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Buying time in the war on global warming.

Buying time in the war on global warming

President Bush has received a birthday present three months early. Two climate researchers reported this week that the world will suffer little by waiting a decade to begin reducing emissions of greenhouse gases -- a finding that apparently justifies the President's go-slow policy on the issue of gloal warming.

Many experts, however, view the new study as too simplistic to serve as a guide for political decisions. "It's hard to call this a piece of work that could give you high confidence in whether you could wait 10 years or not," says Warren M. Washington, a computer modeler at the National Center for Atmospheric Research in Boulder, Colo.

The new results emerged from a series of climate simulations performed by Michael E. Schlesinger and Xingjian Jiang of the University of Illinois at Urbana-Champaign, who describe the work in the March 21 NATURE. The two researchers used a simple climate/ocean model to forecast how global temperature would respond to different emissions-reduction scenarios. They chose the simple model instead of a complex general-circulation model because the larger one would have required thousands of hours of computing time, Schlesinger told SCIENCE NEWS.

Many environmentalists and scientists have lobbied for a quick international response to limit greenhouse gas emissions, insisting that immediate action is necessary in order to forestall dramatic climate warming. But the new simulations present a cooler conclusion. They suggest that the world's nations can wait 10 years before reducing greenhouse gas emissions and still obtain at least 95 percent of the benefits derived from immediate cuts in emissions. Because a decade's delay would incur such a minor penalty, Schlesinger and Jiang suggest that researchers have time to launch a "crash program" to resolve some critical scientific questions on climate change.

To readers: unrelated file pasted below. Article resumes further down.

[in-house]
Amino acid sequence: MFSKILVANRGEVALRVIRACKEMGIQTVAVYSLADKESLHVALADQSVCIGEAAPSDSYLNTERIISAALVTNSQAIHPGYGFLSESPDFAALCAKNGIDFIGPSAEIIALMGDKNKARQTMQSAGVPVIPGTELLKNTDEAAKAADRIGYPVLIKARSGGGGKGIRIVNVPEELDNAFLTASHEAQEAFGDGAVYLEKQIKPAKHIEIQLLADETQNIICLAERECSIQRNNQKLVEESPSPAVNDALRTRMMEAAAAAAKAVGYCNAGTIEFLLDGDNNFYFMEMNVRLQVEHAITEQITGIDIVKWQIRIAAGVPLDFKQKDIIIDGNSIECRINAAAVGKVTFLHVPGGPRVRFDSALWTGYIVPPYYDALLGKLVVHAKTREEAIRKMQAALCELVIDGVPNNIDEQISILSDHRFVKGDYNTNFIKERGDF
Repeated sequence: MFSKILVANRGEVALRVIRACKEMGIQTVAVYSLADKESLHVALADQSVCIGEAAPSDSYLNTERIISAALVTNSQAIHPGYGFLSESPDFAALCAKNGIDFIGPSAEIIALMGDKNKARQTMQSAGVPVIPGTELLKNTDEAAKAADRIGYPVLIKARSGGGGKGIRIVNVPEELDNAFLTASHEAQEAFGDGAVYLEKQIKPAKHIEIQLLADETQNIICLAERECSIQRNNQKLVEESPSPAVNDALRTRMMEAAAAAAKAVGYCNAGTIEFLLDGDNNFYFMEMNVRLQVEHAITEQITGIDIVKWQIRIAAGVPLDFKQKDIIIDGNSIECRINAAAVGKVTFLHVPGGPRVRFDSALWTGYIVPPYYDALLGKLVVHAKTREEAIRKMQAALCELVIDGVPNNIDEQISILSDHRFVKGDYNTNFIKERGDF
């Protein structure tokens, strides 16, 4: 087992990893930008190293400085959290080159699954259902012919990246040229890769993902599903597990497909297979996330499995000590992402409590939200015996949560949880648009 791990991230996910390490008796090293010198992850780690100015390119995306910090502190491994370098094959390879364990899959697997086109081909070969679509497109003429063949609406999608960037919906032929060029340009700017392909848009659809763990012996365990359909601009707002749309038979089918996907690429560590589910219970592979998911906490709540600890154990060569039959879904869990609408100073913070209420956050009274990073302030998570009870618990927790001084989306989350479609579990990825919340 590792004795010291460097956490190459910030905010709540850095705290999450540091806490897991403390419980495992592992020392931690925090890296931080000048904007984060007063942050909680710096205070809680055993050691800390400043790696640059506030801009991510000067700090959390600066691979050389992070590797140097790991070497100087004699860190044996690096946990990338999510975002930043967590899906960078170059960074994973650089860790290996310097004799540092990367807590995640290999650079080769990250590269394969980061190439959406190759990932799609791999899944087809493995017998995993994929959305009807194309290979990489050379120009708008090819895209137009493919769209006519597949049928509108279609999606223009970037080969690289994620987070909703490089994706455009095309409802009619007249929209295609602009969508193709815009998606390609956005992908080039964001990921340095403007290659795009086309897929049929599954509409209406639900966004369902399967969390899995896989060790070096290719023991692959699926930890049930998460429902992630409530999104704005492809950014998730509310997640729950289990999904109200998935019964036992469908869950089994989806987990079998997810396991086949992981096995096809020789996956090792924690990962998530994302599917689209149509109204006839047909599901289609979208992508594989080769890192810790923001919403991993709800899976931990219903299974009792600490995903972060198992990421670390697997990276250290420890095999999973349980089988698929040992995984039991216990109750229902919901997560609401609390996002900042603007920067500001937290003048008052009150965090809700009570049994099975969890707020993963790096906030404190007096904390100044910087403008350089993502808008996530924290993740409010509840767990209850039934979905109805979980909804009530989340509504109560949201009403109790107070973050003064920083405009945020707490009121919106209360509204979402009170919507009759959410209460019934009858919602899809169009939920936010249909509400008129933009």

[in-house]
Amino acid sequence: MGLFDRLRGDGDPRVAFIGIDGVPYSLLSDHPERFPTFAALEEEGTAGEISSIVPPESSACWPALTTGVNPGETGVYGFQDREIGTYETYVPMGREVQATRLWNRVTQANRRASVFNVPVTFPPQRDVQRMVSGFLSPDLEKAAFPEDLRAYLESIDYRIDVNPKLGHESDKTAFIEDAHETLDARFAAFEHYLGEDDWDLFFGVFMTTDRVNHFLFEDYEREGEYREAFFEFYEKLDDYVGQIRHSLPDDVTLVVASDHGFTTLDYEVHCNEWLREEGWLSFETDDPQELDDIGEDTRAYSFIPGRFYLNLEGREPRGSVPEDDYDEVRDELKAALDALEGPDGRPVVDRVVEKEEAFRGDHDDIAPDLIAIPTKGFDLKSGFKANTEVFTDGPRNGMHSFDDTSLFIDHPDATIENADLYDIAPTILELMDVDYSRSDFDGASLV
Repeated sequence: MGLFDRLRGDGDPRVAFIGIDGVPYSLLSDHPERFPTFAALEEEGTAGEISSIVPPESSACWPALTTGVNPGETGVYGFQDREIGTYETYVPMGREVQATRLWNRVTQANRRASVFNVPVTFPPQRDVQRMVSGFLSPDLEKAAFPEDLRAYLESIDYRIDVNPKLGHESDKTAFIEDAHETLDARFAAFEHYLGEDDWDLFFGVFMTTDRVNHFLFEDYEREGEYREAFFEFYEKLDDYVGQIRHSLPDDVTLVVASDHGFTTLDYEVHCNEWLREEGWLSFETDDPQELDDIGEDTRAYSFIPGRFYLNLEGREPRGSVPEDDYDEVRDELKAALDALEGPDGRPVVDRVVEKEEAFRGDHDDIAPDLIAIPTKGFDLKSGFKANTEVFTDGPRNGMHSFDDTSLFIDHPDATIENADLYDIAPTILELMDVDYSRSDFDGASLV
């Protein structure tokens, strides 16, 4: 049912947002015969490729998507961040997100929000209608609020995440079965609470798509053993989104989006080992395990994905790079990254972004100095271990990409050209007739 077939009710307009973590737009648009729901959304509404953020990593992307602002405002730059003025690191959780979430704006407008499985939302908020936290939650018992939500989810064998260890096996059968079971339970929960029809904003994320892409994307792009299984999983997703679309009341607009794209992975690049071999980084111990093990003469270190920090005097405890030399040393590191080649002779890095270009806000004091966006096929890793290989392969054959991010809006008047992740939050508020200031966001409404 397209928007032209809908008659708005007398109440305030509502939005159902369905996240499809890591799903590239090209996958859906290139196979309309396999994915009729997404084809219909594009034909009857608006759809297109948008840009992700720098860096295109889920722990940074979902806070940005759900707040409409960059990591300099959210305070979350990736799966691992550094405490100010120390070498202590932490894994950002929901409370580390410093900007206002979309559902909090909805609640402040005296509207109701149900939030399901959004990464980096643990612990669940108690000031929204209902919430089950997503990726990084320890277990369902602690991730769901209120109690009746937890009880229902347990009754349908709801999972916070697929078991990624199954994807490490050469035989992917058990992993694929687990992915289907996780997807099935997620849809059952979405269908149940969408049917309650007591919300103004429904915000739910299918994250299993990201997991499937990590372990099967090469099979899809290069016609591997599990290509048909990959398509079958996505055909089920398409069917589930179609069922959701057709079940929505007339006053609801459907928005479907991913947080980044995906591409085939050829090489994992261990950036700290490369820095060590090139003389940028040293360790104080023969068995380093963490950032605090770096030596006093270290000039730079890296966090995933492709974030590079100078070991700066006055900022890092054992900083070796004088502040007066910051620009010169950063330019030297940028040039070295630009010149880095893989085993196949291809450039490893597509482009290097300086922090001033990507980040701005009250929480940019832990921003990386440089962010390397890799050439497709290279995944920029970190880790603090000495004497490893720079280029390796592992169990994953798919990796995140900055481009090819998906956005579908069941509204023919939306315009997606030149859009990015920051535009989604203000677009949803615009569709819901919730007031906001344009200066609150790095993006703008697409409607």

Other climate modelers call that picture far too rosy, arguing that the Illinois model doesn't include the kind of climate factors that could drastically speed the pace of global warming. For example, a warming of the ocean's surface layer might slow the currents that carry heat down into the deep ocean -- an effect that would accelerate a temperature rise. But this kind of feedback effect, says Washington, is not easily incorporated in the simple type of climate model used by Schlesinger and Jiang.

Even complex models that do include such feedback effects may not simulate them accurately, notes climatologist James Hansen of NASA's Goddard Institute for Space Studies in New York City. Regardless of the model used, therefore, scientists cannot forecast sudden "nonlinear" reorganizations in the climate system, he says. "That makes it very prudent to be very careful about how hard we're pushing the climate system, because we just don't know when it might respond in a very non-linear way," Hansen says.

If nations defer action, they will have to adopt much more painful emission-reducing programs in the future, he contends.
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Title Annotation:new study justifies President Bush's go-slow policy
Author:Monastersky, Richard
Publication:Science News
Date:Mar 23, 1991
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